Can I also use “tara” at end of the sentence? I am still learning how to speak/express Japanese naturally. It will be a great help if you can explain Maggie sensei ^^

    1. Hello Treza

      ~てと is used when you talk to yourself. It is for a casual speech.
      So the speaker is listing up what to do in this case.
      I can’t see well here. I guess I am going to remove this big thing in my way first and then…

      Other example
      When you are cooking. You are talking to yourself (Or thinking )

  38. マギー先生!こんにちは
    今回 質問があります。教えてくれませんか。

    1. こんにちは、Ha Thao

      1. こんばんは、マギー先生!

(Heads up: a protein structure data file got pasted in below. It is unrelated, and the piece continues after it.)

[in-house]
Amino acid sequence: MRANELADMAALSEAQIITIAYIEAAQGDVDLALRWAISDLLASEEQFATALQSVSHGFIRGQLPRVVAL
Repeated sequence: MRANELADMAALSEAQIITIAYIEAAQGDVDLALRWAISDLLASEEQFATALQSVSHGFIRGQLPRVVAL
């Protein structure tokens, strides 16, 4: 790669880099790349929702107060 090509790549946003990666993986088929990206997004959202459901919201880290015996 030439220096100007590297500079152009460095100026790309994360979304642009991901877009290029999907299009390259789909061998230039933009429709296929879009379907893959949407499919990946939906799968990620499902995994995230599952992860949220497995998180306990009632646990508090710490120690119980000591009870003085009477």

39. こんにちはマギー先生!

    私はボランティアとして予防接種センターに勤めています。先日、英語が出来ない日本人の接種者(vaccinee?)が私のカウンターに来ました。2年ぶり日本人と話して、接種関する用語も分からなくて、あまりうまくいきませんでした。特に敬語のことです。簡単のことはずのに、「After the observation period (~15 min) is over, you may leave the hall at any time」どうやって日本語で言うと考えられませんでした。「経過観察時間(期間?)が終わったら、自由に出て行ってもよろしいです」って正しいですか。それとも「帰ってもかまいません」ですか。

    1. こんにちは、altuser,

      OK, for example you can say
      接種後約15分は、経過観察のため、こちら (or こちらの会場)でお待ちください。

  40. Hi Maggie Sensei

    Why is に used in this sentence instead of を ? (に捕まる vs を捕まえる)

    「てる子! 家具に つかまれ」

    1. Hi Noah,
      掴む (つかむ)
      ~を掴む/つかむ =  to grab something (object of the action)
      〜に掴まる/つかまる = to hold on to the furniture  (action goes towards certain direction/object)

  41. I want to say “I made grape juice”
    ぶどう で ジュース を つくった。
    ぶどう の ジュース を つくった。
    Which one is correct?
    Both sentence have same meaning?

    Thank you sensei
    ps In Malaysia you need get an invite from a “Government” app to get vaccinated (it is base on age group). How about Japan?